Garner’s Usage Tip of the Day: Vogue Words.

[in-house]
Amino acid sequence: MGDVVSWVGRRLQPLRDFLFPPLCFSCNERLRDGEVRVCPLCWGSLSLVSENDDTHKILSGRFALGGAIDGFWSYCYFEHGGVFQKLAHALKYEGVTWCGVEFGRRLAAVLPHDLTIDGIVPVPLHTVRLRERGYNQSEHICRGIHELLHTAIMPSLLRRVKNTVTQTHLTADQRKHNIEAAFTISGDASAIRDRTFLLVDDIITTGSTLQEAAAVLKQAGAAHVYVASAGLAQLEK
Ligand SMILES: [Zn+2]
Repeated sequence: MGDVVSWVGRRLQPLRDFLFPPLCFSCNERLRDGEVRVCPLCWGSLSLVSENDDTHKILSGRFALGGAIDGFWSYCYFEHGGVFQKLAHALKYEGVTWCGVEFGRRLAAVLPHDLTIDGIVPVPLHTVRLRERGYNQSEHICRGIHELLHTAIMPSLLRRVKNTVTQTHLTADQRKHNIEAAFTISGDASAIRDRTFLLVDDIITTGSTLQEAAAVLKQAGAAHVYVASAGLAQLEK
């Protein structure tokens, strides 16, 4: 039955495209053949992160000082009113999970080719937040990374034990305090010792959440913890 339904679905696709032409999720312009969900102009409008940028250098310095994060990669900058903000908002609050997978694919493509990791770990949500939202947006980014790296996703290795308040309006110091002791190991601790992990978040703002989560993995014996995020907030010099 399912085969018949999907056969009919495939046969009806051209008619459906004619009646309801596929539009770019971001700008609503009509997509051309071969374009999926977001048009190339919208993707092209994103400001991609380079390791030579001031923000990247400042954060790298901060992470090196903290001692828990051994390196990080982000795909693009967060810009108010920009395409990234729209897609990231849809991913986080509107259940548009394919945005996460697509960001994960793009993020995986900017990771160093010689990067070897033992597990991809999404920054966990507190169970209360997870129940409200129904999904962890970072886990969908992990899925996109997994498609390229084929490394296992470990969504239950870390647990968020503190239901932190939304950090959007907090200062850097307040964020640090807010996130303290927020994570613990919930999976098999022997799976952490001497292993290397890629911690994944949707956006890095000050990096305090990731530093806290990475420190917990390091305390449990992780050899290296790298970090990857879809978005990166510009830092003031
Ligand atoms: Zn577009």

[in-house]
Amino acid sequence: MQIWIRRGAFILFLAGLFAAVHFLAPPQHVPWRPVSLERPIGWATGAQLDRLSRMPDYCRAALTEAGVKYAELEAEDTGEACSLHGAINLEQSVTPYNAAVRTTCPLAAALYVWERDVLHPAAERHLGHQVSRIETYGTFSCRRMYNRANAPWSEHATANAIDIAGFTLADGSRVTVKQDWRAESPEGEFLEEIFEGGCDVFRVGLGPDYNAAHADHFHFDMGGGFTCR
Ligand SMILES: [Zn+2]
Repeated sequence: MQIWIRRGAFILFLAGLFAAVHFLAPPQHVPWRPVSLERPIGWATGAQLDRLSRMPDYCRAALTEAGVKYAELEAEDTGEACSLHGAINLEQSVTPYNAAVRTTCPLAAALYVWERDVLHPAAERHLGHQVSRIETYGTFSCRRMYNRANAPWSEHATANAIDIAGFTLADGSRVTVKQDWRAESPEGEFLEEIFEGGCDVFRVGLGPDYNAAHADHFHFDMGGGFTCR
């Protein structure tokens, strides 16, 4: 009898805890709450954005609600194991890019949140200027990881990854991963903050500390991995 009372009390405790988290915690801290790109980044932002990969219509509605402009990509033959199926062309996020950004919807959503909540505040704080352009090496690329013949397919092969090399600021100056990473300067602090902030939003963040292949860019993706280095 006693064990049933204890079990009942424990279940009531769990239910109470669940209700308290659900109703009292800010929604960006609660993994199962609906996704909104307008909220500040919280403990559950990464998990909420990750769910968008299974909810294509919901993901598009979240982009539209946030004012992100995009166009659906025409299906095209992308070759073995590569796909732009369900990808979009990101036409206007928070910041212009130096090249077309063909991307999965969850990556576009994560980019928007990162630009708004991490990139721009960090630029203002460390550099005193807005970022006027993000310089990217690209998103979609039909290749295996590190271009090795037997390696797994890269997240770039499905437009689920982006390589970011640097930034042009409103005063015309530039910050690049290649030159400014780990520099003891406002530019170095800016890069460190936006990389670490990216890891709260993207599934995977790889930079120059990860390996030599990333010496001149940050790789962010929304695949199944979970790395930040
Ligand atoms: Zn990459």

Vogue Words. In the mid-1990s, unnatural-looking hair dye became all the rage. Teenagers used it. Thirty-somethings used it — and applied it to their young children’s hair. Women of all ages used it. Even many middle-aged men used it. By 2001, the craze had long since spread over the globe. For example, in the summer of that year, it was difficult to spot, among hordes of young people at various places in Japan, a single undyed pate: seemingly everyone had light-brown or blond hair (if not some bolder color). That’s the way fads are. People latch onto them to make a statement about themselves. But the statement truly has little to do with individuality: it’s all about groupism. You adopt a fad to show that you’re with it, hip, or young at heart. You don’t want to be left out or left behind. That’s the essence of it. Linguistic fads are much the same, but they often work at a less conscious level. Words and phrases sprinkled into conversation — as well as certain syntactic habits — have an effect that’s essentially identical to that of ostentatiously dyed hair. Usage critics have traditionally grouped these phrases under the rubric of “Vogue Words.” Not surprisingly, various types of vogue words are used as badges to show that you belong to a certain group. If, in 2001, you wanted (subliminally or consciously) to show that you were sensitive to psychology, you’d have said that someone cannot bring closure to issues about codependency or dysfunctional mentoring or parenting or partnering; that a 12-step program will empower recovering addicts (or abusers, etc.) through validation and transparency. If you wanted to show that you were astute in business, you’d make a mantra of growing the business through solutions and workable solutions, especially e-solutions of various kinds. If you wanted to show that you were a cool person under the age of 25, you’d turn old laudatory adjectives into exclamatory nouns ending in “-ness” (Coolness! Awesomeness! Greatness!). If you didn’t want to discuss something — or really did but wanted to add to the salaciousness of the discussion — you’d say, “Don’t even go there!” or “I’m not even going to go there!” If you wanted to dismiss something that someone else had said to you or about you, you’d exclaim “Whatever!” (with the accent on the second syllable). But if you were grateful for some small thing that someone had done for you, you’d exclaim hyperbolically, “You’re my hero!” All these words and phrases, in short, say more about the speaker’s pose than about the speaker’s supposed meaning. Vogue expressions may have their origin in syntax, they may be neologisms, or they may be old words used in novel uses or senses. (The name “vogue expressions” might be the more accurate name — but “vogue words” is pretty well established.) Often they quickly become clichés or standard idioms, and sometimes they pass into obscurity after a period of feverish popularity. For information about the Language- Change Index click here. ————————————— Quotation of the Day: “When any words become obsolete, or at least are never used, except as constituting part of particular phrases, it is better to dispense with their service entirely, and give up the phrases.” George Campbell, The Philosophy of Rhetoric 166 (1776) (1850 ed. repr.: Lloyd F. Bitzer ed., 1988). —————————————
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